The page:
The trouth about negatives?

Discussion in 'Casual Photo Conversations' started by sblain, Jul 26, 2009.

  1. The trouth about negatives? Pleas correct me if I am wrong, ever sins I started shooting film with my Nikon EM my photos never really satisfied me, at first I though it was the cheep (Likon 200) I was using, then I tried a few Kodak and Fuji negatives with very similar results. This week with the help I got here on this site, I played with my exposure via (asa dial) and I got excellent color rendition from my cheep Likon film, be it Interiors outdoors or knight scenery my colors are now very pleasing. So my question is; properly exposing whatever film your using more important then the brand of film itself?
     
  2. SCL

    SCL

    Yes in a sense. The characteristics of films allow some exposure latitude...more latitude for negative films, less latitude for slide (positive) films. There are many other characteristics of films which are important to people and influence their choices of films (grain, speed, saturation, resolution, etc.)...but the basic assumption is that you must expose it properly to achieve desired results with the film. It sounds like you need to do some reading up on the basics of exposure, the interaction of shutter speeds and aperture, how over or underexposure affects various films. For a start, look up the Sunny 16 rule and memorize it. Everything you do in terms of measuring exposure by natural light (not flash) can be easily related back to this rule, and photographers who master the interpretation of light on their subjects have an easier time achieving desired results.
     
  3. it could be that the meter in the fm is off or it could be that the shutter speeds are off. ai can also be poor proscessing or a bad setting on the digatil printer that most labs use today next to no one prints on the old paper with chemistry now.
     
  4. << So my question is; properly exposing whatever film your using more important then the brand of film itself? >>

    I would think this is the first step. Then some film may have certain special characteristics that you may prefer over the others. For example, Fuji Velvia offers saturated colors, especially on the green and blue colors. Kodak is rich on earth tones, etc. Film with lower ISO/ASA has finer grain; higher ISO/ASA provides coarser grain, etc.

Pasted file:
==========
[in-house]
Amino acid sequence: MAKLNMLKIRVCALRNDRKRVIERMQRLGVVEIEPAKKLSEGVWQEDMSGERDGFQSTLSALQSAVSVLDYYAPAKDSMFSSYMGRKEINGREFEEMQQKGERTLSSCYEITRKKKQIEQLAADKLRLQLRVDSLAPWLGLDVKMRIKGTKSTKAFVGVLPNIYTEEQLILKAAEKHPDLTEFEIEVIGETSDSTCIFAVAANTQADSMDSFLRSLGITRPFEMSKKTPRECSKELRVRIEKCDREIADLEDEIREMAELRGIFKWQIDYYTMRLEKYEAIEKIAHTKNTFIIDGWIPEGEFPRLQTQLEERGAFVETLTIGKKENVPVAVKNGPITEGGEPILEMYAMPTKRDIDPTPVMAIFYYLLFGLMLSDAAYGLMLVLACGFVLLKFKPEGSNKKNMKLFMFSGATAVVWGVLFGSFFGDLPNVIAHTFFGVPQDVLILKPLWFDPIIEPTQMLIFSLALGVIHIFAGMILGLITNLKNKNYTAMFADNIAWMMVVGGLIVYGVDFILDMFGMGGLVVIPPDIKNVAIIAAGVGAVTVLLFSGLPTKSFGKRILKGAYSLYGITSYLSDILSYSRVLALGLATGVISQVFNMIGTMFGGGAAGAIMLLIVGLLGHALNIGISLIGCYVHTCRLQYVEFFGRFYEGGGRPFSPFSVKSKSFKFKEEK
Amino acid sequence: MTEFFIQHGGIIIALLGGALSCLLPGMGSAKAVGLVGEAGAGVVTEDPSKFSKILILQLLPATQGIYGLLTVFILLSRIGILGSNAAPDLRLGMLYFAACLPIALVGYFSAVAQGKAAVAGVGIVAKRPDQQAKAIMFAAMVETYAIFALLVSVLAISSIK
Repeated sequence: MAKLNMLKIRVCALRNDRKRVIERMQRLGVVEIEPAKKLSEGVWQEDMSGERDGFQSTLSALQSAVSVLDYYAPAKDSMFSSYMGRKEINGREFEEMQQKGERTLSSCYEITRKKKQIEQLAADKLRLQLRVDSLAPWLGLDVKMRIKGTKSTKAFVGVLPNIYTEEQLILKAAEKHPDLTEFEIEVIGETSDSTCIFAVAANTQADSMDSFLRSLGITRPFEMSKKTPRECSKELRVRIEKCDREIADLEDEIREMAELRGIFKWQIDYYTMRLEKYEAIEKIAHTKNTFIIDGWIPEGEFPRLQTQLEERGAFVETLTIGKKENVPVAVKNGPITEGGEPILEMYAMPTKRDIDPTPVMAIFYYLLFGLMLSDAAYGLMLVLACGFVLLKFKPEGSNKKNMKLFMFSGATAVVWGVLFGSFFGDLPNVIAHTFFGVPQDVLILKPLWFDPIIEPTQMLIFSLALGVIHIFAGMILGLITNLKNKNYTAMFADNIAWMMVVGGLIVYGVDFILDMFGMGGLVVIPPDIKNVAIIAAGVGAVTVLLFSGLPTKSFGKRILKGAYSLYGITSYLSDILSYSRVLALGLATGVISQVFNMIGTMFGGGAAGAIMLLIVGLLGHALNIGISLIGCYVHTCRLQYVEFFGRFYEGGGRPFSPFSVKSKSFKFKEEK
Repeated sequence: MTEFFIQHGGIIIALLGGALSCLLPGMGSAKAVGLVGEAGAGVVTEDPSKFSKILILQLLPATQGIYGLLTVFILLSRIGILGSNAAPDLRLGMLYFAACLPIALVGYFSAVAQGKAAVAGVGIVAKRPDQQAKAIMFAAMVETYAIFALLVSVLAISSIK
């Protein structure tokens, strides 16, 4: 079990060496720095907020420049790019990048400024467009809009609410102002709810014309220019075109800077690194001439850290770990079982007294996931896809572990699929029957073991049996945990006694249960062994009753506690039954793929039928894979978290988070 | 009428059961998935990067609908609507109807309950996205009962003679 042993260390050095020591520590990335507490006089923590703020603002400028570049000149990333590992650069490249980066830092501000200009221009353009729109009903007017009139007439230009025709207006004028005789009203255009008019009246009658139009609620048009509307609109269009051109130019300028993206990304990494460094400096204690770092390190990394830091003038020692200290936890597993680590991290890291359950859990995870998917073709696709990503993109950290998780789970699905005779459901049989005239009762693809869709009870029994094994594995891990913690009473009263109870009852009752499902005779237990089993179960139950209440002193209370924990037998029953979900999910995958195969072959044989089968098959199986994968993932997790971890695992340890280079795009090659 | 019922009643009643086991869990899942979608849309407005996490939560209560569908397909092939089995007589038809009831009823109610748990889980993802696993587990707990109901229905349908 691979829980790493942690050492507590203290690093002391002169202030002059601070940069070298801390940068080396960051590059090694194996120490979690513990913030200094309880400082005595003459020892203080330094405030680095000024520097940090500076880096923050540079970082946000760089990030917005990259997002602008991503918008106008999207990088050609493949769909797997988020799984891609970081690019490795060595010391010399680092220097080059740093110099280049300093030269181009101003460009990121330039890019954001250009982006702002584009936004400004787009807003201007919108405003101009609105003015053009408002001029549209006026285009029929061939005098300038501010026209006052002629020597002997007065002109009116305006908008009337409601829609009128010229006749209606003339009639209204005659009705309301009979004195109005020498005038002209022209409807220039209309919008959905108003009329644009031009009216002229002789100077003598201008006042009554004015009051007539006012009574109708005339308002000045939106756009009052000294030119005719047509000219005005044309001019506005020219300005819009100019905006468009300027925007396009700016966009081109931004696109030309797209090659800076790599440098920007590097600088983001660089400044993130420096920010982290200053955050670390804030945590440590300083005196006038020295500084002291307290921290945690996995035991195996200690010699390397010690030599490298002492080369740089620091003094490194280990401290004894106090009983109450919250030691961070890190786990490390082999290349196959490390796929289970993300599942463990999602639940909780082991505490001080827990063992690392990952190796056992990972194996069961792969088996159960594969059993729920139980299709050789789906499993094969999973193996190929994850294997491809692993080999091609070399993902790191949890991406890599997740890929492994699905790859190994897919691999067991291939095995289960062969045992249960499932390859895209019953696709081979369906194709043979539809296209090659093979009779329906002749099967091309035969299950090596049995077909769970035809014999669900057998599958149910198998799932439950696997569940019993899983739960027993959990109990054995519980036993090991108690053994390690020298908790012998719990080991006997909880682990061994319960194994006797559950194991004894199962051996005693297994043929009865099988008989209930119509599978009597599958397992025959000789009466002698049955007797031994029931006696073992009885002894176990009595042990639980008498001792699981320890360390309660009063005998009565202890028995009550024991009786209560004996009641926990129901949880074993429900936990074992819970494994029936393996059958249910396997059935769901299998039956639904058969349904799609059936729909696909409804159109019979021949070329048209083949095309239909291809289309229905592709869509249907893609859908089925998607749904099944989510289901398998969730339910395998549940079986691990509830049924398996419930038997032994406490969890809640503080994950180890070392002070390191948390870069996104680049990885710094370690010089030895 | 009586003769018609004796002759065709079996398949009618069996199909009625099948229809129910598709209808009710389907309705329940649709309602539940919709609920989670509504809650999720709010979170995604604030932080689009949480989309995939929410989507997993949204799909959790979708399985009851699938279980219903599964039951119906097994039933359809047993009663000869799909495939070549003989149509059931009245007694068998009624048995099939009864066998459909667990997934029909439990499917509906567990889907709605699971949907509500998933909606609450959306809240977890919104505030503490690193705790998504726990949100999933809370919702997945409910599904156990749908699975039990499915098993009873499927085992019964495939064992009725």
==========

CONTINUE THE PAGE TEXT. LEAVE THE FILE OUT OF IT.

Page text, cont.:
5. Yes, correct exposure is critical; less so with negative films but more so with transparency film.
     
  6. Properly exposing paper/film/sensor... whatever photographic material is the first step. Or creatively exposing (and developing) in various oddball ways but you have to know the correct, or middle ground, way before that.
    Pretty much all new films can give you at least acceptable results. Even the cheap ISO 400 stuff. Beyond speed film choice is more like fine tuning and personal preference.
     
  7. Hears my view regarding my Nikon EM.

    First this is an aperture priority camera only, meaning I choose the aperture and the camera chooses the speed for proper exposure.

    The way I see it I should be able to select whatever aperture I wish to express a desired artistic expression (more or less dept of field )
    The camera will select speed and tell me if I am not within proper range.

    Isn’t this calculation based on the sunny 16 rule?

    Next; this camera has no exposure compensation dial, the only way to compensate is the asa dial. This is probably why Nikon incorporated the 2stops button on this camera. Sins I started shooting my asa200 film at asa140 I get very good exposure and colors in most conditions, right now my only problem is the absence of an exposure lock.

    I think the camera is in perfect working condition and the lab is not at fault in any way, I just needed some quality time to get in touch with this little wonder, it really saddens me to think this camera will end up in my closet because of one little button.

    thanks
    rgds
     
  8. Did you use Matrix metering (not Spot) on an average non-contrasty scene? If the exposure is still off, perhaps it would be wise to have a camera repair shop take a look. Good luck!
     
  9. "The camera will select speed and tell me if I am not within proper range.
    Isn’t this calculation based on the sunny 16 rule?"
    No, metering just tries to get things to a neutral gray no matter what the weather is.

    Next; this camera has no exposure compensation dial, the only way to compensate is the asa dial.
    I found that all my old Canon SLR's (B+H fd35, AV-1, and two T-400s, had the same problem, that they tended to underexpose by about 2/3 of a stop. I had to do the same thing at about the same level of adjustment. Lucky you have an ASA dial (HEY WE INVENTED IT!) instead of the automatic film canister readers. As long as it's consistent, you're good.
    And yes, exposure really is the most important thing. If everything is burned out or in dark shadow with no detail, there's not much you can do with it, especially with slides.
     

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